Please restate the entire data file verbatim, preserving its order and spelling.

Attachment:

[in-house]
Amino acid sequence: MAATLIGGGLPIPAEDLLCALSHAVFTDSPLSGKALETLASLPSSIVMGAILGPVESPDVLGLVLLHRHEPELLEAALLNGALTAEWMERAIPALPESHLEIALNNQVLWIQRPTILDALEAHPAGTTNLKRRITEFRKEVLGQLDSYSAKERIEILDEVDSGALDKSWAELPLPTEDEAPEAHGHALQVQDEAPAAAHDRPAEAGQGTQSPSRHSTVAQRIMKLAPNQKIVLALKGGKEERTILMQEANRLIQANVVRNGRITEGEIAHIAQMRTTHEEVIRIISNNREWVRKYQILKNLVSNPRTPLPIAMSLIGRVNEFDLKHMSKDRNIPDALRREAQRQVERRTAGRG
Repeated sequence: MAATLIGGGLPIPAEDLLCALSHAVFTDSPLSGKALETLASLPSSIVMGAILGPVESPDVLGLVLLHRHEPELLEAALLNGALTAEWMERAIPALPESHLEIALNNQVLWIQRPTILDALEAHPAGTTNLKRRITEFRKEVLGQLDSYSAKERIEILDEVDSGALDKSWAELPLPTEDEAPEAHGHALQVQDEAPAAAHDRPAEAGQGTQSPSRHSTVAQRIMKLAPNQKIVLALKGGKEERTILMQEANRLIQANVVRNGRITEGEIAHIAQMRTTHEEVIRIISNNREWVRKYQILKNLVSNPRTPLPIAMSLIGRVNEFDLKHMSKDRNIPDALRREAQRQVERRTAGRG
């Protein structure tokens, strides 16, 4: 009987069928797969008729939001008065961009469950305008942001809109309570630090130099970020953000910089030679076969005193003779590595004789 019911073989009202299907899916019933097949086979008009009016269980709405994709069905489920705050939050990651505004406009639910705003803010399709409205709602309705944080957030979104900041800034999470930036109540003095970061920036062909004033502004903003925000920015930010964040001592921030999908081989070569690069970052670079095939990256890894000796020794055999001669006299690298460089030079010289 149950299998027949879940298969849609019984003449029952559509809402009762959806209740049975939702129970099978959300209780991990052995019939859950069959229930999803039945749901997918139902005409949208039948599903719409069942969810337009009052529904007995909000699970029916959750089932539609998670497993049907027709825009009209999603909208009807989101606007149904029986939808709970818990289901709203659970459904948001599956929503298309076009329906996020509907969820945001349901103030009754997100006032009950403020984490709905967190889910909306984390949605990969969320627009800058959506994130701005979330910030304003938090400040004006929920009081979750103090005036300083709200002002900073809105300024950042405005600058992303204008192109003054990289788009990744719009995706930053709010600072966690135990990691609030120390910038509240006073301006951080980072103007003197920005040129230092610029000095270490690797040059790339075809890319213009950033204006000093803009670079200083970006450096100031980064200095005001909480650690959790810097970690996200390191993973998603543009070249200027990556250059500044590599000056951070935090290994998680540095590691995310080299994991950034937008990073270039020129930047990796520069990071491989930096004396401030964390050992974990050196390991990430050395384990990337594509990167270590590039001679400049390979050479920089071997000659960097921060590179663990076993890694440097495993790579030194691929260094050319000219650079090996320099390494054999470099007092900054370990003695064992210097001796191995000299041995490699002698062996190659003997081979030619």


[in-house]
Amino acid sequence: MAATLIGGGLPIPAEDLLCALSHAVFTDSPLSGKALETLASLPSSIVMGAILGPVESPDVLGLVLLHRHEPELLEAALLNGALTAEWMERAIPALPESHLEIALNNQVLWIQRPTILDALEAHPAGTTNLKRRITEFRKEVLGQLDSYSAKERIEILDEVDSGALDKSWAELPLPTEDEAPEAHGHALQVQDEAPAAAHDRPAEAGQGTQSPSRHSTVAQRIMKLAPNQKIVLALKGGKEERTILMQEANRLIQANVVRNGRITEGEIAHIAQMRTTHEEVIRIISNNREWVRKYQILKNLVSNPRTPLPIAMSLIGRVNEFDLKHMSKDRNIPDALRREAQRQVERRTAGRG
Repeated sequence: MAATLIGGGLPIPAEDLLCALSHAVFTDSPLSGKALETLASLPSSIVMGAILGPVESPDVLGLVLLHRHEPELLEAALLNGALTAEWMERAIPALPESHLEIALNNQVLWIQRPTILDALEAHPAGTTNLKRRITEFRKEVLGQLDSYSAKERIEILDEVDSGALDKSWAELPLPTEDEAPEAHGHALQVQDEAPAAAHDRPAEAGQGTQSPSRHSTVAQRIMKLAPNQKIVLALKGGKEERTILMQEANRLIQANVVRNGRITEGEIAHIAQMRTTHEEVIRIISNNREWVRKYQILKNLVSNPRTPLPIAMSLIGRVNEFDLKHMSKDRNIPDALRREAQRQVERRTAGRG
């Protein structure tokens, strides 16, 4: 009987069928797969008729939001008065961009469950305008942001809109309570630090130099970020953000910089030679076969005193003779590595004789 019911073989009202299907899916019933097949086979008009009016269980709405994709069905489920705050939050990651505004406009639910705003803010399709409205709602309705944080957030979104900041800034999470930036109540003095970061920036062909004033502004903003925000920015930010964040001592921030999908081989070569690069970052670079095939990256890894000796020794055999001669006299690298460089030079010289 149950299998027949879940298969849609019984003449029952559509809402009762959806209740049975939702129970099978959300209780991990052995019939859950069959229930999803039945749901997918139902005409949208039948599903719409069942969810337009009052529904007995909000699970029916959750089932539609998670497993049907027709825009009209999603909208009807989101606007149904029986939808709970818990289901709203659970459904948001599956929503298309076009329906996020509907969820945001349901103030009754997100006032009950403020984490709905967190889910909306984390949605990969969320627009800058959506994130701005979330910030304003938090400040004006929920009081979750103090005036300083709200002002900073809105300024950042405005600058992303204008192109003054990289788009990744719009995706930053709010600072966690135990990691609030120390910038509240006073301006951080980072103007003197920005040129230092610029000095270490690797040059790339075809890319213009950033204006000093803009670079200083970006450096100031980064200095005001909480650690959790810097970690996200390191993973998603543009070249200027990556250059500044590599000056951070935090290994998680540095590691995310080299994991950034937008990073270039020129930047990796520069990071491989930096004396401030964390050992974990050196390991990430050395384990990337594509990167270590590039001679400049390979050479920089071997000659960097921060590179663990076993890694440097495993790579030194691929260094050319000219650079090996320099390494054999470099007092900054370990003695064992210097001796191995000299041995490699002698062996190659003997081979030619």